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Energy Policy Act of 2005, P.L. 109-58: Electricity Provisions

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Publication Date: January 2006

Publisher(s): Library of Congress. Congressional Research Service

Series: RL33248

Topic: Energy (Electric power)

Abstract:

The Energy Policy Act of 2005 (P.L. 109-58), signed by President Bush on August 8, 2005, was the first omnibus energy legislation enacted in more than a decade. Major provisions include tax incentives for domestic energy production and energy efficiency, a mandate to double the nation's use of biofuels, faster procedures for energy production on federal lands, and authorization of numerous federal energy research and development programs. This report describes the electricity provisions. It will not be updated.

Title XII authorizes the Federal Energy Regulatory Commission (FERC) to certify a national electric reliability organization (ERO) to enforce mandatory reliability standards for the bulk power system. All ERO standards must be approved by FERC. The ERO can impose penalties on a user, owner, or operator of the bulk power system for violations of any FERC-approved reliability standard.

The Secretary of Energy is required to conduct a study of electric transmission congestion every three years and may designate a geographic area as being congested. Under certain conditions, FERC is authorized to issue construction permits in congested areas. Permit holders may petition in U.S. District Court to acquire rightsof-way through eminent domain. An applicant for federal authorization to site transmission facilities on federal lands could request that the Department of Energy be the lead agency to coordinate environmental review and other federal authorization. If a federal agency has denied an authorization required by a transmission or distribution facility, the denial could be appealed by the applicant or relevant state to the President.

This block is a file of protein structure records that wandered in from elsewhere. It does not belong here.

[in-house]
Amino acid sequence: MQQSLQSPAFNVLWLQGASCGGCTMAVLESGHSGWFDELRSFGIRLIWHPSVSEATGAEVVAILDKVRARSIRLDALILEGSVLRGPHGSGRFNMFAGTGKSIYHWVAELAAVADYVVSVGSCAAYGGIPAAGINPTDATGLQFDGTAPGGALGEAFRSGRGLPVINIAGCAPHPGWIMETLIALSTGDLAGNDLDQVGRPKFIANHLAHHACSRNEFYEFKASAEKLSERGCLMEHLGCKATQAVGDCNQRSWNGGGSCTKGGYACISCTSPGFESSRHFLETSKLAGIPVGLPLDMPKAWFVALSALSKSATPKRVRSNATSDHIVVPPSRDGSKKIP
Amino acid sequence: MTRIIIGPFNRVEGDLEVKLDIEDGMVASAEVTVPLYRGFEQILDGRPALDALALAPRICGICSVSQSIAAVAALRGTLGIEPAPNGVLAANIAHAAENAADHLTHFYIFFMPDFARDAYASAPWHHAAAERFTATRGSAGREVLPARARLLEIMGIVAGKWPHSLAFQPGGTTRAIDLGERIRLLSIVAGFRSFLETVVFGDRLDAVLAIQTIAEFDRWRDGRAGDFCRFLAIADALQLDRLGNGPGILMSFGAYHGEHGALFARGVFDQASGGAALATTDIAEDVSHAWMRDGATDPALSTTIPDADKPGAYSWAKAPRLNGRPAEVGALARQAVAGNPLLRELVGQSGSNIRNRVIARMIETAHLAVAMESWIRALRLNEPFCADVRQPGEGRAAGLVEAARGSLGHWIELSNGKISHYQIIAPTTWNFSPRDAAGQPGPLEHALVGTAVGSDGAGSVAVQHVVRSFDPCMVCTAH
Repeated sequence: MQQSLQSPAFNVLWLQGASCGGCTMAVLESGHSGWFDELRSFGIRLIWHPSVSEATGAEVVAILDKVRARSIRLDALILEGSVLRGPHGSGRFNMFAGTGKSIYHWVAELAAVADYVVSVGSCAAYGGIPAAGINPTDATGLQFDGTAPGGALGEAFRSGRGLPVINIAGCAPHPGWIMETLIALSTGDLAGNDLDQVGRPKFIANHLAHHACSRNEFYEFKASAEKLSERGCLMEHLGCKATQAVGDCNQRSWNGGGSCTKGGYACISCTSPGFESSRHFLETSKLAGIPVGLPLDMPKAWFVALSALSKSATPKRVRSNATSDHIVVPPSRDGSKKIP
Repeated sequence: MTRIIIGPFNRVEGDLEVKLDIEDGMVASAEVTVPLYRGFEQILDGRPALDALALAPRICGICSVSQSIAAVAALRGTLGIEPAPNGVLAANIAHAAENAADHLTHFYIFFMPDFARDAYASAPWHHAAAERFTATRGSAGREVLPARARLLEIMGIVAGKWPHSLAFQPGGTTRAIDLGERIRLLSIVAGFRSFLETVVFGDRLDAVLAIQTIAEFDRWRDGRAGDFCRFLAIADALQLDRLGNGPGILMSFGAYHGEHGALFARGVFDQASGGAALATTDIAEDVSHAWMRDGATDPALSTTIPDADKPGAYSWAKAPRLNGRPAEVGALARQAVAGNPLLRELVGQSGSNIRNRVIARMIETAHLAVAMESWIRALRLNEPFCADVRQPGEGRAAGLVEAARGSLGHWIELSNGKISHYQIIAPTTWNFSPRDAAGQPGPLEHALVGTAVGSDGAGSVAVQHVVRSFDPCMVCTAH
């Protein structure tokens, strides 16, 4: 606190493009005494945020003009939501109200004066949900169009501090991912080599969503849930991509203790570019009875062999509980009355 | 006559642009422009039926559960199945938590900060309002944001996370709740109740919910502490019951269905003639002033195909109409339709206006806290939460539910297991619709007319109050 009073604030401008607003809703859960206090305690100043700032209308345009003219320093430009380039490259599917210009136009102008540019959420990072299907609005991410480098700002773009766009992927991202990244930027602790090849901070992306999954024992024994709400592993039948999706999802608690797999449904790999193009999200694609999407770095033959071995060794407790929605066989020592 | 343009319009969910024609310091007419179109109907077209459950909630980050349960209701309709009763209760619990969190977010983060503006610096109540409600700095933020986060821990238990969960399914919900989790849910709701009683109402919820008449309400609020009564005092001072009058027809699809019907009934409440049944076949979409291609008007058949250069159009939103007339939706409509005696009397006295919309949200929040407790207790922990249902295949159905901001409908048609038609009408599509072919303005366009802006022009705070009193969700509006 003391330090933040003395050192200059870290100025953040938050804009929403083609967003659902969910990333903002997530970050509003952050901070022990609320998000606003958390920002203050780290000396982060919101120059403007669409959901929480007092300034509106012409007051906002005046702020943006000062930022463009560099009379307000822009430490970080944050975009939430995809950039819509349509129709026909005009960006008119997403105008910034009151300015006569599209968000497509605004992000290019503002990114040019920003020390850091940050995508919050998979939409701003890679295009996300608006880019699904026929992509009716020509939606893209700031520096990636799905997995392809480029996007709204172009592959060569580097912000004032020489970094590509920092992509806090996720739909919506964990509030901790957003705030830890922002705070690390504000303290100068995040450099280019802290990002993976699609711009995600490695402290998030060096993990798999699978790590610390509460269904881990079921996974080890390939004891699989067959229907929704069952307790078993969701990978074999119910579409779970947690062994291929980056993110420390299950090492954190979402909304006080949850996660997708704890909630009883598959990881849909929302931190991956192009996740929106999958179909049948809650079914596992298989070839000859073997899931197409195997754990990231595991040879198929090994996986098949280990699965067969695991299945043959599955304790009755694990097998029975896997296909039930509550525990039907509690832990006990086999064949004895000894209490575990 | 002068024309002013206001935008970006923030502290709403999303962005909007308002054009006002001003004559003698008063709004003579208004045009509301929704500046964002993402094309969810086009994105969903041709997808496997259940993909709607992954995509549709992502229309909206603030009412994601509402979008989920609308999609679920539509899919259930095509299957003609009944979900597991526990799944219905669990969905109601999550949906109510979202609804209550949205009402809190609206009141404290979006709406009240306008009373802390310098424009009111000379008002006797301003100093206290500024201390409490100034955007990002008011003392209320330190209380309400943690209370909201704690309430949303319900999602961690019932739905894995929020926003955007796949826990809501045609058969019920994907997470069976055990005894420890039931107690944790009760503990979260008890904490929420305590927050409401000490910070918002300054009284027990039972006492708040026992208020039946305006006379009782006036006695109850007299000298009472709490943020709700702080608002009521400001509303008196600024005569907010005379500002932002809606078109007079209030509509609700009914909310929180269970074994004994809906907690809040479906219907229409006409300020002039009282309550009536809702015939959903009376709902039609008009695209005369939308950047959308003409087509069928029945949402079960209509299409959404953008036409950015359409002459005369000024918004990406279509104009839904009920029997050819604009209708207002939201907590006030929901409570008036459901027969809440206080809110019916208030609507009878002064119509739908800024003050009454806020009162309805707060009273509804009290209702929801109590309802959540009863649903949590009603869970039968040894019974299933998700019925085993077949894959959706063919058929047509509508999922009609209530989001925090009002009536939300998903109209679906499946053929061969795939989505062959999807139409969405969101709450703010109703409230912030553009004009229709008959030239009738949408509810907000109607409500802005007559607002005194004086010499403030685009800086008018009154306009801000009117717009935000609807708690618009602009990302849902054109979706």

Section 210 of the Public Utility Regulatory Policies Act (PURPA) had required utilities to purchase power from all qualifying facilities and small power producers at a rate based on the utilities' avoided cost. The Energy Policy Act repeals the PURPA mandatory purchase requirement for new contracts if FERC finds that a competitive electricity market exists and a qualifying facility has adequate access to wholesale markets.

Also repealed is the Public Utility Holding Company Act of 1935 (PUHCA), which restricted the structure of holding companies of investor-owned utilities and provided for Securities and Exchange Commission (SEC) regulation of mergers and diversification proposals. FERC and state regulatory bodies must be given access to utility books and records.

FERC is directed to facilitate price transparency in wholesale electric markets, relying on existing price publishers and providers of trade processing services to the maximum extent possible. However, FERC may establish an electronic information system if it determines that existing price information is not adequate. FERC is given approval authority over the acquisition of securities and the merger, sale, lease, or disposition of facilities under FERC's jurisdiction with a value in excess of $10 million.